Last updated on June 27th, 2019 at 12:38 pm
Note: This story has been updated to identify Superior Support Resources Inc. after the company issued a statement about the search warrant documents.
Milwaukee County Register of Deeds John La Fave allegedly used fake invoices from Brookfield IT services firm Superior Support Resources Inc. to create a pot of money to pay vendors outside the county’s budget and payment processes, according to a search warrant application filed in the U.S. District Court for Eastern Wisconsin.
Auditors for the county determined the company submitted and was paid for more than $2.3 million in fake invoices from 2010 through 2017, according to the search warrant affidavit.
Federal investigators seized records, computer files and paperwork from the business’ offices in early February. The Milwaukee Journal Sentinel previously reported that federal investigators searched La Fave’s Milwaukee County offices on the same day.
BizTimes initially did not identify the business because no charges have been filed against it or its employees in connection with the alleged scheme. The company issued a statement after other publications reported on the search warrant.
Sarit Singhal, president and CEO of Superior Support Resoruces, said the company has done work for the Register of Deeds office for many years.
“We are cooperating fully with the authorities and plan to continue that cooperation,” Singhal said. “We are confident we have not done anything improper, and we are performing an internal investigation to verify as such. At this point, we have not seen anything that is of concern.”
La Fave is named in the search warrant but also has not been charged. He announced on April 9 he would retire on April 12. BizTimes is identifying him given his previous position in elected office and the FBI’s confirmation of an investigation to the Journal Sentinel.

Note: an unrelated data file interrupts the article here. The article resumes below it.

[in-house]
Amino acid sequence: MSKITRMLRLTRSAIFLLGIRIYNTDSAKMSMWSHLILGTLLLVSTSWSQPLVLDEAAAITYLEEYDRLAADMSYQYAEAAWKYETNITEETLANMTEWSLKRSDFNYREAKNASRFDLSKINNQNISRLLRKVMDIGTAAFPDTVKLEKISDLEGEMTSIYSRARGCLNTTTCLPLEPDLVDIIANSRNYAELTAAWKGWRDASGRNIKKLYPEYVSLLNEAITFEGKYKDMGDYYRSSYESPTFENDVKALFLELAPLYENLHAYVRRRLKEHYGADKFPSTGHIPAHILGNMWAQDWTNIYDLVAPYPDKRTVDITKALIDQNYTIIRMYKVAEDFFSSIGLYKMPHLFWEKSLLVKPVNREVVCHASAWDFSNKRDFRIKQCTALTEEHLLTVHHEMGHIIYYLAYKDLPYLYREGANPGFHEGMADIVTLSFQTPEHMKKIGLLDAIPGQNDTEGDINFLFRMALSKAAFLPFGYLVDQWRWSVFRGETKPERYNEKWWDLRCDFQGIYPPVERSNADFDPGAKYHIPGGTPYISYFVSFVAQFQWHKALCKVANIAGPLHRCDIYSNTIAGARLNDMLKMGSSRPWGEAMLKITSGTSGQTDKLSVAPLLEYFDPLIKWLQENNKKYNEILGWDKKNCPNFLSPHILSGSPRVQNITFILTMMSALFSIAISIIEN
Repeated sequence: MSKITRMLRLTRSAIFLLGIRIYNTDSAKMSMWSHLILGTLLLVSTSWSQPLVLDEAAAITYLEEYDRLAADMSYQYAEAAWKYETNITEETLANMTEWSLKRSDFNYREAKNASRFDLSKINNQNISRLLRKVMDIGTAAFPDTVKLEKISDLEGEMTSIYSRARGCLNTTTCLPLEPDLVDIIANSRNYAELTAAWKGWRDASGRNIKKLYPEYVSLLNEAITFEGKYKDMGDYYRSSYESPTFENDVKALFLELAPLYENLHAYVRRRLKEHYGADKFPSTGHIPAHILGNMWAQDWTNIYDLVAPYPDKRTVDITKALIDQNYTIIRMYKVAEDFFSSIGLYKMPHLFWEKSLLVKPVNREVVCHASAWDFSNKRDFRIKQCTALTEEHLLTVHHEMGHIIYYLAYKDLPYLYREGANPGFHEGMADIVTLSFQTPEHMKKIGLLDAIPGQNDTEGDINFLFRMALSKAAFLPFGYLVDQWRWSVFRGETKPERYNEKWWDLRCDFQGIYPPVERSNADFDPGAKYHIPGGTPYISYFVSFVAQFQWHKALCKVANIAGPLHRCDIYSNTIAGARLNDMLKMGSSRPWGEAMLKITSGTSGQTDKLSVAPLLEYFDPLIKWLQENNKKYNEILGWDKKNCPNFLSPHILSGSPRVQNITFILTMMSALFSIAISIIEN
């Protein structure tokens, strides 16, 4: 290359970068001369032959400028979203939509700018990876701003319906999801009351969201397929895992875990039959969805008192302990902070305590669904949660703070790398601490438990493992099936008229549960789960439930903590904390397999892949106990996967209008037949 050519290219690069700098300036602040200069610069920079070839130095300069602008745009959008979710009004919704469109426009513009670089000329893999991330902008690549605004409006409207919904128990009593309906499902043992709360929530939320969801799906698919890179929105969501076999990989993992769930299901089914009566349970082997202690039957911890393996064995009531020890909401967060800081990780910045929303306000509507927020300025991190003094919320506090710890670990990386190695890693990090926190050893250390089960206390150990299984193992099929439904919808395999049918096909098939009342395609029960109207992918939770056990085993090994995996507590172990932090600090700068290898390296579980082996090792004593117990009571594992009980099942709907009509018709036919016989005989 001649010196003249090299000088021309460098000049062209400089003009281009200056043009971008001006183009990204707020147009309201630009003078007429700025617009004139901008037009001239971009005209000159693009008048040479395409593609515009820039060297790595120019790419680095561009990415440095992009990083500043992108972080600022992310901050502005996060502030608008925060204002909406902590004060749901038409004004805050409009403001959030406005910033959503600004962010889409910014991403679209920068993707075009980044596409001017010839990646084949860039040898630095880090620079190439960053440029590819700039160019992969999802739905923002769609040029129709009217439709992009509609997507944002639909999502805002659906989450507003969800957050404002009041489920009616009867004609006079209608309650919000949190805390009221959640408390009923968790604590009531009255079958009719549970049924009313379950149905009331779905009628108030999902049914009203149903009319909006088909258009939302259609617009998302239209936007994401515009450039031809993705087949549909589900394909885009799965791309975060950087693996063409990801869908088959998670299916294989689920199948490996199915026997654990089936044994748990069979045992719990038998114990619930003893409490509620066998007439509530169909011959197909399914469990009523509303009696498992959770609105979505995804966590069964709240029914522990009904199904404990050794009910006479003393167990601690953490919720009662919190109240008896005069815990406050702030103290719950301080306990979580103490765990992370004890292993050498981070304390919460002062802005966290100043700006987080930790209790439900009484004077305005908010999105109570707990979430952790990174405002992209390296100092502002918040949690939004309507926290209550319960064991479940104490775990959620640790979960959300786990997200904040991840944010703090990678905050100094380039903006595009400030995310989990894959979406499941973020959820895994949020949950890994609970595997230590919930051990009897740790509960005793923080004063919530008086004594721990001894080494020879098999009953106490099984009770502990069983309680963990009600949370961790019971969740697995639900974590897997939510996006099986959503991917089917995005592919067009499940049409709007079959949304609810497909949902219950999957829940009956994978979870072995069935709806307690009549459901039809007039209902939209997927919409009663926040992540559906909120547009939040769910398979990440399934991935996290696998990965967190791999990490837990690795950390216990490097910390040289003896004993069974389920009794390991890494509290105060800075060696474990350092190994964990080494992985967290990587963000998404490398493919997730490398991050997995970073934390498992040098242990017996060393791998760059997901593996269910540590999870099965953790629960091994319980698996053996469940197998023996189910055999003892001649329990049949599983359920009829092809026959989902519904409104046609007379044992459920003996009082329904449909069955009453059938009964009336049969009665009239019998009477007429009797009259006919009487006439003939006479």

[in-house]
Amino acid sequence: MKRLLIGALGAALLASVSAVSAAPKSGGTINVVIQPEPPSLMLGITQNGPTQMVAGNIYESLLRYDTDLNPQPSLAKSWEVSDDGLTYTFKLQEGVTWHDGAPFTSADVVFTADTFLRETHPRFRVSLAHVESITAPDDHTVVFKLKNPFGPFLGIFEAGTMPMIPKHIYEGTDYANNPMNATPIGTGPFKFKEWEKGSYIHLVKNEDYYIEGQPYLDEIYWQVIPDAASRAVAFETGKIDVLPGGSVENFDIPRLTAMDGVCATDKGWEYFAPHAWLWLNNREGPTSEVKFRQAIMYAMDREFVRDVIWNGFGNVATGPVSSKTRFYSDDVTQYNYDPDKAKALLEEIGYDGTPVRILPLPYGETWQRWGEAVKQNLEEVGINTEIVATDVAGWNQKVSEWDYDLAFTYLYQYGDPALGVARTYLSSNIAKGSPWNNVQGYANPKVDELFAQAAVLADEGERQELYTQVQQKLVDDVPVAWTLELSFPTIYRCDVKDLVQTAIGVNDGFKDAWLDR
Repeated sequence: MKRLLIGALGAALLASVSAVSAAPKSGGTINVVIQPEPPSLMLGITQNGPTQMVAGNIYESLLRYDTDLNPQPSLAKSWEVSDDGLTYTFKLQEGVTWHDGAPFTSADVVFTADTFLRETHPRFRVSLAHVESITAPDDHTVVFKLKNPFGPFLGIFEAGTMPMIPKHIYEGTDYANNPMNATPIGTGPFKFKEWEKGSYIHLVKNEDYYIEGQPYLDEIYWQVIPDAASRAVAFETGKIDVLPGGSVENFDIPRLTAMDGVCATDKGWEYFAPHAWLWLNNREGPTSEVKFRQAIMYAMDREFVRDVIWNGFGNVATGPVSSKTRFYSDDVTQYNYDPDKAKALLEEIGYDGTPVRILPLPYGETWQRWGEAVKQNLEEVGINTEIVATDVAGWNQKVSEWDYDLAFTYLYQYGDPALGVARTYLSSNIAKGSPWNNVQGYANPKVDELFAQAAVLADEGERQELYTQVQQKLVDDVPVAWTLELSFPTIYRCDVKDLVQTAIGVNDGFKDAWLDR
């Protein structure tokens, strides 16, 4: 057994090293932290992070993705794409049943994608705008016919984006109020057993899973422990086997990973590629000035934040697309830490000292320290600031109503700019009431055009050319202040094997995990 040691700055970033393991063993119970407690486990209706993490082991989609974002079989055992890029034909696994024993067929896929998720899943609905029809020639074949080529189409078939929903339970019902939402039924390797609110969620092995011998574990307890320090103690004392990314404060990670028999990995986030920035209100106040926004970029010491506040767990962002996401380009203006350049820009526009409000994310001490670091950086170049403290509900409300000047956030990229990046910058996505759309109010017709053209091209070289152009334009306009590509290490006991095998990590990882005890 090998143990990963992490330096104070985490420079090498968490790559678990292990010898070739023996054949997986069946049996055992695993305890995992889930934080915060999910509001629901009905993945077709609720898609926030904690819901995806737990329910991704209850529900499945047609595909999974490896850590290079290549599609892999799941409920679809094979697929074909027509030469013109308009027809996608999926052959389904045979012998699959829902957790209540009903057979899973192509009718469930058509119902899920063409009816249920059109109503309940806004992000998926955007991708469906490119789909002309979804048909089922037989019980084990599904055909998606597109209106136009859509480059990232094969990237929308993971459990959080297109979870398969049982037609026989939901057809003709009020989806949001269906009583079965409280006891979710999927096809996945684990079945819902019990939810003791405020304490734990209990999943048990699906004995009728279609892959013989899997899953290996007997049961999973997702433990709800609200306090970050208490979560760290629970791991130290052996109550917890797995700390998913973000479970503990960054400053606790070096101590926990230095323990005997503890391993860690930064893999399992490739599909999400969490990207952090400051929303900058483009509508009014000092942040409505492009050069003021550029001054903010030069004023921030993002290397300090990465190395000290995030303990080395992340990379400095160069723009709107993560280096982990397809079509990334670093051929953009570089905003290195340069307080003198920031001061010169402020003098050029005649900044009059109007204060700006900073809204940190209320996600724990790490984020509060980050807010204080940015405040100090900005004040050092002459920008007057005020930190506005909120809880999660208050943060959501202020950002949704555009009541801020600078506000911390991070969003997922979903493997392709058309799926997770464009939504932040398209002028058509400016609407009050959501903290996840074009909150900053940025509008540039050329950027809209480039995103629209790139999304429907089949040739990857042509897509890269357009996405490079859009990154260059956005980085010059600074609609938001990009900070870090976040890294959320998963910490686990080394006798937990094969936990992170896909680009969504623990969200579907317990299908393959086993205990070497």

The search warrant records were originally sealed for 45 days at the request of investigators who contended disclosing it would alert people who had not been interviewed in the case.
La Fave’s attorney, Michael Maistelman, said in an email “the Wisconsin Supreme Court rules preclude us from commenting on an ongoing matter.”
According to the search warrant application, La Fave would regularly direct the SSR’s director of finance to send the county invoices for redacting and indexing records, even though the company had not performed the work. When the county paid the invoices, the company would allegedly hold the money “on account” for La Fave to use to pay other third-party vendors that actually performed the work. Register of Deeds employees also allegedly performed some of the services the Brookfield firm was paid for.
Invoices from third-party vendors would allegedly be repackaged into invoices from the SSR with a 5% “project technician charge” added as compensation for its role in the scheme, the affidavit says.
During the investigation, Milwaukee County auditors uncovered a number of emails between La Fave and the company’s director of finance.
In an October 2014 email, the director noted SSR was already holding around $700,000 and questioned how the funds would be used up.
La Fave responded by saying it was “an extremely important question” that he had given some thought to. He said the indexing and redaction work would account for most of the money but it could also be spent on other annual invoices instead of going through the county budget.
“Otherwise we could use it for future projects that we come up with that could be billed via SSR,” La Fave wrote in an email included in the search warrant. “For example, I have some future scanning of books that I plan to do through (another service provider).”
In a December 2014 email, La Fave said he planned to ask the SSR to send one more invoice to “pre-pay.”
“… please invoice Milwaukee County right away. This is to spend funds we have remaining in a dozen accounts. Use it or lose it. Holding it with you all is a nice way to deal with it,” La Fave wrote.
The next day La Fave sent an email at 2:11 p.m. asking for an invoice for $83,160.34 in redaction and invoicing services. The director responded with an invoice 16 minutes later, according to the court documents.